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Singapore ramping up bed spaces at care facilities for COVID-19 patients

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SINGAPORE — The Singapore government is greatly expanding the number of bed spaces at care facilities for COVID-19 patients in various conditions.

“Given the different needs of our patients, we have set up a range of facilities to match their medical needs,” said Health Minister Gan Kim Yong during a multi-ministry taskforce virtual press conference on Tuesday (28 April).

“The majority who have mild or no symptoms, as well as those who have largely recovered from the illnesses, are cared for in community care facilities such as Singapore Expo under the care of a medical team supported by technology tools, such as vital signs monitoring,” he added.

As of noon on Tuesday, there are 1,451 COVID-19 patients in hospitals, of which 20 are in the intensive care unit, said the Ministry of Health (MOH) in a separate news release.

Making room for patients

At community care facilities (CCFs) for patients with mild symptoms and lower risk factors, the number of bed spaces will be ramped up to 20,000 – up from the current 10,000 – by end-June.

For community recovery facilities (CRFs) – where patients who remain well at Day 14 of their illness and do not require further medical care will be transferred – the plan is to have more than 10,000 bed spaces ready by end-June. This is up from the current 2,000 bed spaces set up at various Singapore Armed Forces (SAF) camps.

More than 3,000 additional beds are also being prepped for swab isolation facilities, which cater for patients awaiting the results of their swab tests. Currently, 4,000 bed spaces are spread out over various sites, including hotels and government chalets.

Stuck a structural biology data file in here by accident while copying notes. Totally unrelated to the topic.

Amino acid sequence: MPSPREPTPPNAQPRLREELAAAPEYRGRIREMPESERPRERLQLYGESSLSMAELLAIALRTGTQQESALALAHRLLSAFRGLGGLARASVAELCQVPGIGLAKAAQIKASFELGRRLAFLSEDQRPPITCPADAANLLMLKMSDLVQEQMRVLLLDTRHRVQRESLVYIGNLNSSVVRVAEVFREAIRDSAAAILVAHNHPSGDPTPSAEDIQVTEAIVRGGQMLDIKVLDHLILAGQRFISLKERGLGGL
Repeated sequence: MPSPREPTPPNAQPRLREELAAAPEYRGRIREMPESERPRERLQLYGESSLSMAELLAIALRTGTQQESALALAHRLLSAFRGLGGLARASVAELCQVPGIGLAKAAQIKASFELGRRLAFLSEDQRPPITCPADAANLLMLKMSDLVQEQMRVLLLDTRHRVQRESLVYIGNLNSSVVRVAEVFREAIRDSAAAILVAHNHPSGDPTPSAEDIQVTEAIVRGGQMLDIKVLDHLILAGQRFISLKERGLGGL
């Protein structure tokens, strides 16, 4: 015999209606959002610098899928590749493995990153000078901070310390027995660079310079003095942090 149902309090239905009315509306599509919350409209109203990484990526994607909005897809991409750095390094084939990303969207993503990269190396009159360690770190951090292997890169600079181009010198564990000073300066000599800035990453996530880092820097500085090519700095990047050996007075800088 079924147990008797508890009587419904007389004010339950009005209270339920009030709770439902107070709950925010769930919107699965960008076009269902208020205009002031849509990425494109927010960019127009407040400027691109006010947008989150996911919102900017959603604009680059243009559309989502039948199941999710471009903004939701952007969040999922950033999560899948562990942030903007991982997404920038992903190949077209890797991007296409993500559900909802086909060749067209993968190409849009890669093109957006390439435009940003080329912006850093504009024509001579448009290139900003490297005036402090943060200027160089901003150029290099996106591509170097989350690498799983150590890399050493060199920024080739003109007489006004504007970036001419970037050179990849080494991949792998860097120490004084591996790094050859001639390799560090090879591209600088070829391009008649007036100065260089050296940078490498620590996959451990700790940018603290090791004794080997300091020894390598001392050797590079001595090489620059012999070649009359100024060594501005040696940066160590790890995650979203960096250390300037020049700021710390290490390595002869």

On top of all this, there are an additional 2,600 beds available at dorm isolation facilities to house patients who have tested negative for the coronavirus but may have other illnesses. These patients are currently isolated for five days in order to prevent the transmission of their conditions. The taskforce did not elaborate on what diseases these patients might be suffering from.

Elaborating on the government’s medical strategy, Gan said a “two-pronged approach” would be taken towards addressing manpower needs. This includes tapping on private sector healthcare professionals, retirees and volunteers, as well as leveraging technology.

He noted that some 3,000 healthcare professionals had signed up to be part of Singapore’s Healthcare Corps, which was launched on 7 April. Going forward, the Ministry of Health will expand its call for volunteers to include non-healthcare professionals.

“We are also redeploying manpower from industries affected by COVID-19 to enable them to take on new roles and hospitals, such as our collaboration with a Singapore Airlines. We have been able to mobilise and ramp up our medical facilities and support in a short time because of the whole of society approach,” said Gan.

Majority of patients have mild symptoms

Gan noted that the majority of Singapore’s COVID-19 cases have had “relatively mild diseases or no symptoms and they do not require extensive medical intervention”.

“About 30 per cent require closer medical observation due to the underlying health conditions or because of old age. A very small number require ventilation support and are in the intensive care units,” he said.

“Studies have shown that patients who remain well at day 14 of the illness are likely to remain well,” added Gan.

As of noon on Tuesday, Singapore has seen 14,423 confirmed cases of COVID-19 infection – of which 1,095 patients have recovered and been discharged. Of the cases, 14 have died from the coronavirus.

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